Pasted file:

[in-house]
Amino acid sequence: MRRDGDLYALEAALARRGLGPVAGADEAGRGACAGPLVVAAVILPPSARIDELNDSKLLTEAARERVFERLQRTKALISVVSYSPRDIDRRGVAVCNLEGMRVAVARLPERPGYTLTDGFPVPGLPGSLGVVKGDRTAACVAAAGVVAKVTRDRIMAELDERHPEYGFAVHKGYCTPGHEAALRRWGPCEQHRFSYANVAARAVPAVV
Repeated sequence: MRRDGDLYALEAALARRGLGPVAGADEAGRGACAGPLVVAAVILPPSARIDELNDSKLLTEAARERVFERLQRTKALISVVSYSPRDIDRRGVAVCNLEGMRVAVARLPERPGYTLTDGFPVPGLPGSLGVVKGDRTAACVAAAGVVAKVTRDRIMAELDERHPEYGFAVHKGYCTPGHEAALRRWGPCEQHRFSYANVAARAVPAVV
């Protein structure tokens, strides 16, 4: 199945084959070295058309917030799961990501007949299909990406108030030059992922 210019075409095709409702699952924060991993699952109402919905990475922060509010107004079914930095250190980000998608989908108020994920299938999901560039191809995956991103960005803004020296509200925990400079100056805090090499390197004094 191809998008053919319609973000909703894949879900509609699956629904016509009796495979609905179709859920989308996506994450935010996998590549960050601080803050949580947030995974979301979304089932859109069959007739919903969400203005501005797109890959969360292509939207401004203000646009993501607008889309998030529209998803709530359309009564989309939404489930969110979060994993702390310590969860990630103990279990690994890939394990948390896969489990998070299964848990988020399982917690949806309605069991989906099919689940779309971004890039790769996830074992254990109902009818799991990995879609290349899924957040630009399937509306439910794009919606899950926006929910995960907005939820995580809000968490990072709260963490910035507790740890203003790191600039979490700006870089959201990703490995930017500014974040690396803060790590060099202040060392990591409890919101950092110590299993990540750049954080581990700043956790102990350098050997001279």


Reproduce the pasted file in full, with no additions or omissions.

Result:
[in-house]
Amino acid sequence: MRRDGDLYALEAALARRGLGPVAGADEAGRGACAGPLVVAAVILPPSARIDELNDSKLLTEAARERVFERLQRTKALISVVSYSPRDIDRRGVAVCNLEGMRVAVARLPERPGYTLTDGFPVPGLPGSLGVVKGDRTAACVAAAGVVAKVTRDRIMAELDERHPEYGFAVHKGYCTPGHEAALRRWGPCEQHRFSYANVAARAVPAVV
Repeated sequence: MRRDGDLYALEAALARRGLGPVAGADEAGRGACAGPLVVAAVILPPSARIDELNDSKLLTEAARERVFERLQRTKALISVVSYSPRDIDRRGVAVCNLEGMRVAVARLPERPGYTLTDGFPVPGLPGSLGVVKGDRTAACVAAAGVVAKVTRDRIMAELDERHPEYGFAVHKGYCTPGHEAALRRWGPCEQHRFSYANVAARAVPAVV
């Protein structure tokens, strides 16, 4: 199945084959070295058309917030799961990501007949299909990406108030030059992922 210019075409095709409702699952924060991993699952109402919905990475922060509010107004079914930095250190980000998608989908108020994920299938999901560039191809995956991103960005803004020296509200925990400079100056805090090499390197004094 191809998008053919319609973000909703894949879900509609699956629904016509009796495979609905179709859920989308996506994450935010996998590549960050601080803050949580947030995974979301979304089932859109069959007739919903969400203005501005797109890959969360292509939207401004203000646009993501607008889309998030529209998803709530359309009564989309939404489930969110979060994993702390310590969860990630103990279990690994890939394990948390896969489990998070299964848990988020399982917690949806309605069991989906099919689940779309971004890039790769996830074992254990109902009818799991990995879609290349899924957040630009399937509306439910794009919606899950926006929910995960907005939820995580809000968490990072709260963490910035507790740890203003790191600039979490700006870089959201990703490995930017500014974040690396803060790590060099202040060392990591409890919101950092110590299993990540750049954080581990700043956790102990350098050997001279």